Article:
The National Sleep Foundation (NSF) and the National Science Teachers Association (NSTA) have joined together to inspire student achievement in science through a new initiative, the Bright Schools Competition. Announced yesterday, the Bright Schools Competition will draw students into an exploration of the link between light and sleep and how it influences student health and performance.

“We are thrilled to be working with NSTA to bring this program to middle school science classrooms across the country,” says David Cloud, CEO at the National Sleep Foundation, in a release. “By helping students discover how light exposure influences sleep and impacts health and performance, the Bright Schools Competition enables science exploration for a very practical and important subject.”

NSTA executive director David Evans, PhD, says, “Teachers are always in search of new ideas and creative ways to motivate their students in science. The Bright Schools Competition is a great teaching tool for educators, providing important lessons about real science through critical thinking and cooperative learning. We are delighted to be collaborating with the National Sleep Foundation and we look forward to sharing this competition with our vast network of teachers.”

Through the Bright Schools Competition, which will award nearly $40,000 in prizes, students in grades 6-8 located in the United States and Canada, are asked to explore the correlation between light and sleep using scientific inquiry or engineering design concepts. Students will measure the amount of light available in the classroom, compare and analyze light measurements, and create and submit an original project that demonstrates their understanding of the effects of light and sleep on student health and performance.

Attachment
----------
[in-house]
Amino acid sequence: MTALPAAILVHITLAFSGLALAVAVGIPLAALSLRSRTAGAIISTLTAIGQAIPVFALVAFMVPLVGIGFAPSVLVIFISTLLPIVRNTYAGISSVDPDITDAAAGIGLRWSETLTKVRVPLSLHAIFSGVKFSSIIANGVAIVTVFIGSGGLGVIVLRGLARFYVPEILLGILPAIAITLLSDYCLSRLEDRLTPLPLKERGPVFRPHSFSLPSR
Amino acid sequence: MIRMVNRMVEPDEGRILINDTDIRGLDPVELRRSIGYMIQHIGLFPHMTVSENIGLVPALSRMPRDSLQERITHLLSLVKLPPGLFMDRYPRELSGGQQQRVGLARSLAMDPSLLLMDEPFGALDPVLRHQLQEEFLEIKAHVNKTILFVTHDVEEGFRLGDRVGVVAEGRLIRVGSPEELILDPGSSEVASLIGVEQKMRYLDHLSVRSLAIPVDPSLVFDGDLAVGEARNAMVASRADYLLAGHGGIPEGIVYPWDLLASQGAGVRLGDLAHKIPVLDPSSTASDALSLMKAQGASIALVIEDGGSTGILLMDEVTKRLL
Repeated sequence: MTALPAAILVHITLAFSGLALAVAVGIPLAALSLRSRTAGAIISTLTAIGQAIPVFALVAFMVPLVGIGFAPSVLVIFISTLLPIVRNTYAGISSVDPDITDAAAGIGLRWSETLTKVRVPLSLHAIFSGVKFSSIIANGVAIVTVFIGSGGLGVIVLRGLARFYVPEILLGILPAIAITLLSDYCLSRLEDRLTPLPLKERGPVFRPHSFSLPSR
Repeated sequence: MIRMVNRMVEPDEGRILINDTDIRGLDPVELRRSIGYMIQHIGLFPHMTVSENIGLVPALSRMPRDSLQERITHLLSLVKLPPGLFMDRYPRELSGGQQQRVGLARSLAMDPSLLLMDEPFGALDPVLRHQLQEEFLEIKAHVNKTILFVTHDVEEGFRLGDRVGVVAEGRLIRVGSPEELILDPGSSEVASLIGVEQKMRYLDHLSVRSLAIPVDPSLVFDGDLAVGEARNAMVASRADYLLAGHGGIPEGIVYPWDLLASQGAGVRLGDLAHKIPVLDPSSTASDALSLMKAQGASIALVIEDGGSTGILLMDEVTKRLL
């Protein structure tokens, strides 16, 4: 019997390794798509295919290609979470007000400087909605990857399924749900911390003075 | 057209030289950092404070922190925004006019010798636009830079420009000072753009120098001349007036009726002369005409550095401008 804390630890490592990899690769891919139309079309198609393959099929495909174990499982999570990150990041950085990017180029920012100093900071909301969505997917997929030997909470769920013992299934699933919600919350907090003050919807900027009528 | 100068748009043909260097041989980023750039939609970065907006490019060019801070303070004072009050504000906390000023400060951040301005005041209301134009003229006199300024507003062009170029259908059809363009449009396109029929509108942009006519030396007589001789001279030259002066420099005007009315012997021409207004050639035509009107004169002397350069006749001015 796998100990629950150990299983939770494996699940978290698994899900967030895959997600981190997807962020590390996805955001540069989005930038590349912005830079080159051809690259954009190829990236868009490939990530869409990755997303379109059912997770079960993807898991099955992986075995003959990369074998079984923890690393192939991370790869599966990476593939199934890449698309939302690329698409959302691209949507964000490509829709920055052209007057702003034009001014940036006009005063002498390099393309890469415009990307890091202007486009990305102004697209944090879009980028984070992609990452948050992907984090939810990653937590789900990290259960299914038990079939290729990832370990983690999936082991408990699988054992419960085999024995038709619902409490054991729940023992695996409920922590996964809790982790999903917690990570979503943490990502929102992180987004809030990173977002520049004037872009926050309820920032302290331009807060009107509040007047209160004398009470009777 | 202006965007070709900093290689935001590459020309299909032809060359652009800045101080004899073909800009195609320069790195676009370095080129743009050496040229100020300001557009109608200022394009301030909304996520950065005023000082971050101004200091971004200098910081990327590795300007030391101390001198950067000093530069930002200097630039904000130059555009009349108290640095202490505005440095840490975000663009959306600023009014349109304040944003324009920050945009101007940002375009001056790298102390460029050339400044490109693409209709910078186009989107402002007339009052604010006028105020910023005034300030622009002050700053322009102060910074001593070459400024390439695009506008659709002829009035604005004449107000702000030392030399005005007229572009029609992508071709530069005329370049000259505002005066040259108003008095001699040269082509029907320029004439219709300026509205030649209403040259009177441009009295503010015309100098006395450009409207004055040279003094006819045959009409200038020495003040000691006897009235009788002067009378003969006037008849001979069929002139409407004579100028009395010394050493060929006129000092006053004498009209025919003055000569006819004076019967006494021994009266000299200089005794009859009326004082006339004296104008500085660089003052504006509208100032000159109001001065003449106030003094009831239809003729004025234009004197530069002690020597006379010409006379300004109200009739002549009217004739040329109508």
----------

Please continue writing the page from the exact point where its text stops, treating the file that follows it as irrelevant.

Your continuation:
The competition concept draws upon the latest research on how light influences sleep and wake cycles.

“Recent studies demonstrate that exposure to natural and other forms of short-wavelength light throughout the day can help students sleep better and perform better,” says Natalie Dautovich, the NSF’s environmental fellow.

The site helps teams get started with a robust resource section that includes information about the correlation between light and sleep, lesson plans, and much more. Competition registration will open this August and submissions will be accepted until January 29, 2016. Fifty national finalists will be announced March 2016 and final winners will be announced April 2016.